The 1960s and 1970s were the years of momentous happenings on a global scale. Young people started perceiving the world differently and through various spheres, they insisted on their demands for liberated beliefs. Therefore, a large number of artists constructed socially engaged practices, and when it comes to photography one of the most prominent names from that period was Lee Friedlander.
In order to understand his work better, it is important to state that the American society in the post-war period was struggling quite a bit – although promoted as the land of plenty, deployed of any problems, in reality, the situation was completely different. The lives of all the Others were affected by this order (especially the black community) and that was sort of a public secret until the 1950s and 1960s when the situation became unbearable and the people started rebelling.
This outstanding photographer managed to capture superbly the atmosphere of the social struggle by taking photographs of the urban social landscape. In the late 1950s, he visited New Orleans and became a careful observer of the city and the series from that period represent the best his interest in the lives of the local community.
Due to the importance of this particular aspect of Friedlander’s practice the New Orleans Museum of Art decided to organize an exhibition called Lee Friedlander in Louisiana, which is still on display.
Lee Friedlander was born in Aberdeen, Washington and studied photography at the Art Center College of Design in Pasadena. After the studies in 1956, he moved to New York and began photographing jazz musicians for record covers. Notable is the influence of Walker Evans and Robert Frank in his early works. The photographer was awarded three Guggenheim Fellowships, a MacArthur Fellowship, grants from the National Endowment for the Arts, and an Infinity Award for Lifetime. In 1985 Playboy magazine published the black and white nude photographs of Madonna from the late 1970s.
Friedlander is known for working mostly with Leica hand-held 35 mm cameras and black-and-white imagery. Throughout the years, his photography style gained the reputation of being devoted to the social landscape, so his works can be perceived as both impressive visual metaphors and engaged and humanistic documents.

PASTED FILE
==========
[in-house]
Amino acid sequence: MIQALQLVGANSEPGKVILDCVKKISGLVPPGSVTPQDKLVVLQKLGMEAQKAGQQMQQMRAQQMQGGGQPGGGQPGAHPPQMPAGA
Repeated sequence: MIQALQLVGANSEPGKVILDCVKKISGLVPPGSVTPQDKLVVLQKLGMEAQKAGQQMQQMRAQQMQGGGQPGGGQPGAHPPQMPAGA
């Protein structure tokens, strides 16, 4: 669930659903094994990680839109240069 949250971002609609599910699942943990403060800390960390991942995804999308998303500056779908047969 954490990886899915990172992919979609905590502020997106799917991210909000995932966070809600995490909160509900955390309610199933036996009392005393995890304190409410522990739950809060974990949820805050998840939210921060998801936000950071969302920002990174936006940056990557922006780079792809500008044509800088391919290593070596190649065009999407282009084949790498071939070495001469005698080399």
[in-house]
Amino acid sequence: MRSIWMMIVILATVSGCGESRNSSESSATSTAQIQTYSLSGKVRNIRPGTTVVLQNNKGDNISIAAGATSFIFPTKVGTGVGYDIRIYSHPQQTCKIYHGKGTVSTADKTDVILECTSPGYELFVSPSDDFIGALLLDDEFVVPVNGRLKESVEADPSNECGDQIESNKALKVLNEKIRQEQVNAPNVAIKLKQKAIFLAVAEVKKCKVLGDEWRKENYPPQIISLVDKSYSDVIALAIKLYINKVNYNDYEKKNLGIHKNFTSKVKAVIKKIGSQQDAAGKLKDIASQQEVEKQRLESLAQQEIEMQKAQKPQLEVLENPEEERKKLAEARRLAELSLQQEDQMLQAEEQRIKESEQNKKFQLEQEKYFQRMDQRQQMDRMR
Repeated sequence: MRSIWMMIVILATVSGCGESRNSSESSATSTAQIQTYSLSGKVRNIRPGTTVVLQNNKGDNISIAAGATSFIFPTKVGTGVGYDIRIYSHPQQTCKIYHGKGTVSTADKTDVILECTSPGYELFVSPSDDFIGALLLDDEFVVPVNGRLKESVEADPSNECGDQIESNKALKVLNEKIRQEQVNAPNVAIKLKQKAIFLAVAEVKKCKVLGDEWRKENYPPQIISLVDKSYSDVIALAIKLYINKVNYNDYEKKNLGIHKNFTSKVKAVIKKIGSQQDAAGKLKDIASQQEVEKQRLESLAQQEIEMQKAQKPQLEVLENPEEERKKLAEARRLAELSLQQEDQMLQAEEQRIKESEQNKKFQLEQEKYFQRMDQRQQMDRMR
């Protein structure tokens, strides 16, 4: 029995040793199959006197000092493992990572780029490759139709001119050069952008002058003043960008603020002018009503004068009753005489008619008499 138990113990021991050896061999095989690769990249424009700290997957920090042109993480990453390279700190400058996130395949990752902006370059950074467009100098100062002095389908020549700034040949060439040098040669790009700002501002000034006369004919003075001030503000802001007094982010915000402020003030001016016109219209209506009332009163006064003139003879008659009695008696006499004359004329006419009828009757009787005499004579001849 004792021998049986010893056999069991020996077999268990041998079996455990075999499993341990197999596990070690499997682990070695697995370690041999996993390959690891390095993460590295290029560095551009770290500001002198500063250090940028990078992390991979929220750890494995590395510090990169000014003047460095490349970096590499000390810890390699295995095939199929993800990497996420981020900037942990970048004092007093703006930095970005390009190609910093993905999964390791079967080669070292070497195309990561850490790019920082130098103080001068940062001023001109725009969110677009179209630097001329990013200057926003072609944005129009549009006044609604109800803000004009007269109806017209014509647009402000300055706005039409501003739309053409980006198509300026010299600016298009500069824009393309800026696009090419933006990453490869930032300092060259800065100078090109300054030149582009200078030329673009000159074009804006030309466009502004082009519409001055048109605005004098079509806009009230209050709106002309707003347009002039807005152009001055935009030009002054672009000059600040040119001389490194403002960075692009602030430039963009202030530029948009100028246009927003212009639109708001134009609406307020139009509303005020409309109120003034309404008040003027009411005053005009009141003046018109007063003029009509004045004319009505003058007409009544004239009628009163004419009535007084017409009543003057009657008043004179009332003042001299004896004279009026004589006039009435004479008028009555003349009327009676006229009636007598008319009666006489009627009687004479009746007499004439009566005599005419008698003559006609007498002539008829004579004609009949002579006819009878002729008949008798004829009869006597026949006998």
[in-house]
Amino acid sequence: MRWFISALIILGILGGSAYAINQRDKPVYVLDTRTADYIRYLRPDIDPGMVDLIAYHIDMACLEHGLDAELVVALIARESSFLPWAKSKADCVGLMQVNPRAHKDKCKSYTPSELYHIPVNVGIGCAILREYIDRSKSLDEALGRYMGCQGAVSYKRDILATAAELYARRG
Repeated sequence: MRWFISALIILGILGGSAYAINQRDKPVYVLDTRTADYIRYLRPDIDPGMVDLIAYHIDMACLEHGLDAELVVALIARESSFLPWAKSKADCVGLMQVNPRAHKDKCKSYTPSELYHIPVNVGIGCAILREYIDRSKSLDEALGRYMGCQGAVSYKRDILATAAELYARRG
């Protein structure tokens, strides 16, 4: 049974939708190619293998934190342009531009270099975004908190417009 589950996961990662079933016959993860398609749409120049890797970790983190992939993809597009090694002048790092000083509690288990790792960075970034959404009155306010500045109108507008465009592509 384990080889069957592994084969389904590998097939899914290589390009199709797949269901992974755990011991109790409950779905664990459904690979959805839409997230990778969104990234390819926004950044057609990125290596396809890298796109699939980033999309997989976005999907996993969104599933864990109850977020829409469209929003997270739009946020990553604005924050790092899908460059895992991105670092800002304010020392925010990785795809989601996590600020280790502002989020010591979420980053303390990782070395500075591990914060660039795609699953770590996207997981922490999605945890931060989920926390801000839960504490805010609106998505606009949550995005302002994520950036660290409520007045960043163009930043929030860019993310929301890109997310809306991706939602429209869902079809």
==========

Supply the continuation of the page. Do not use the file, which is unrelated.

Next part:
The first major retrospective of Friedlander’s work was organized by the Museum of Modern Art and has encompassed a huge number of photographs from the 1950s until the present day, and was repeated at the San Francisco Museum of Modern Art in 2008.
Lee Friedlander visited New Orleans for the first time in 1957. During that time he was an employee of Atlantic Records to produce portraits for album covers. The city dazzled him, so he used to visit it very often and has captured crowded streetcars, second line parades, and the evolving architecture of downtown.
Friedlander was very much into reflections and shadows which transformed people depicted on his photographs, and that is why New Orleans images are so powerful and suggestive.
The selection encompasses captivating photographs of jazz musicians, monuments, and street life of New Orleans and demonstrate perfectly how the city of Louisiana has been central motif in the photographic practice of one of the most influential American photographers.
Susan Taylor, NOMA’s Montine McDaniel Freeman Director, said:
As an artist whose images straddle the border of art and document, Friedlander was uniquely positioned to preserve the social and visual phenomena of New Orleans, creating a varied body of work that is as humanistic as it is artistic.
It is important to point out that this exhibition is important in a broader context since this art figure has largely contributed to the field of photography, music, and history. The way he saw American society was rather critical, so it is not strange that Friedlander is still being celebrated as a meticulous analytic of social and political circumstances of the local context.
Lee Friedlander in Louisiana at NOMA is precedent due to the fact that this practically the first institution to examine the importance of Friedlander’s work in New Orleans. The exhibition was followed by a number of programs including guided curatorial tours, talks, artist perspectives, and the audience will be able to see it until 12 August 2018.
Featured images: Lee Friedlander - Lafayette, Louisiana, 1968. Gelatin silver print. Courtesy of the artist and Fraenkel Gallery, San Francisco; New Orleans, Louisiana, 1958. Gelatin silver print. Private Collection, San Francisco. All images courtesy NOMA Museum.
New York City, United States of America